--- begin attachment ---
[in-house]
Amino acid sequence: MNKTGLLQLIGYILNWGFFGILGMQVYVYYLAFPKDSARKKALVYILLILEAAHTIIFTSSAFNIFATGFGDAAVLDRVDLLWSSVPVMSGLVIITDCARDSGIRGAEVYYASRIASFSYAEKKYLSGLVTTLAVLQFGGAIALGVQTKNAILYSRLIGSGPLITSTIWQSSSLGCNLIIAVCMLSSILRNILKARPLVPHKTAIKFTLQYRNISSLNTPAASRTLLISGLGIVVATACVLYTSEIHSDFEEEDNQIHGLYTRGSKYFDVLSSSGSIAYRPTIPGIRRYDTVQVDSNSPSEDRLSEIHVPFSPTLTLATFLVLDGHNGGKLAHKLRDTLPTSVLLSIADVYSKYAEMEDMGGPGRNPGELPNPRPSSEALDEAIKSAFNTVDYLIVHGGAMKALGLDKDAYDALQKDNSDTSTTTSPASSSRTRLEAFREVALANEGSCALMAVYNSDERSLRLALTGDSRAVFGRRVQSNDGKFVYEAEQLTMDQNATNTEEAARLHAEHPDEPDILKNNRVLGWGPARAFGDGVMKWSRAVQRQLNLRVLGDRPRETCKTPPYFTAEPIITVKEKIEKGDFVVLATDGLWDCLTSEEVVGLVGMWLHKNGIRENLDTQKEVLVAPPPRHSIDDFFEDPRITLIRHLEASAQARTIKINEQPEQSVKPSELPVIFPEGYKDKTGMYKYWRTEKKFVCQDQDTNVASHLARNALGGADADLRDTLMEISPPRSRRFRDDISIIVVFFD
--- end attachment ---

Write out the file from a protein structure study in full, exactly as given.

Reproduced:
[in-house]
Amino acid sequence: MNKTGLLQLIGYILNWGFFGILGMQVYVYYLAFPKDSARKKALVYILLILEAAHTIIFTSSAFNIFATGFGDAAVLDRVDLLWSSVPVMSGLVIITDCARDSGIRGAEVYYASRIASFSYAEKKYLSGLVTTLAVLQFGGAIALGVQTKNAILYSRLIGSGPLITSTIWQSSSLGCNLIIAVCMLSSILRNILKARPLVPHKTAIKFTLQYRNISSLNTPAASRTLLISGLGIVVATACVLYTSEIHSDFEEEDNQIHGLYTRGSKYFDVLSSSGSIAYRPTIPGIRRYDTVQVDSNSPSEDRLSEIHVPFSPTLTLATFLVLDGHNGGKLAHKLRDTLPTSVLLSIADVYSKYAEMEDMGGPGRNPGELPNPRPSSEALDEAIKSAFNTVDYLIVHGGAMKALGLDKDAYDALQKDNSDTSTTTSPASSSRTRLEAFREVALANEGSCALMAVYNSDERSLRLALTGDSRAVFGRRVQSNDGKFVYEAEQLTMDQNATNTEEAARLHAEHPDEPDILKNNRVLGWGPARAFGDGVMKWSRAVQRQLNLRVLGDRPRETCKTPPYFTAEPIITVKEKIEKGDFVVLATDGLWDCLTSEEVVGLVGMWLHKNGIRENLDTQKEVLVAPPPRHSIDDFFEDPRITLIRHLEASAQARTIKINEQPEQSVKPSELPVIFPEGYKDKTGMYKYWRTEKKFVCQDQDTNVASHLARNALGGADADLRDTLMEISPPRSRRFRDDISIIVVFFD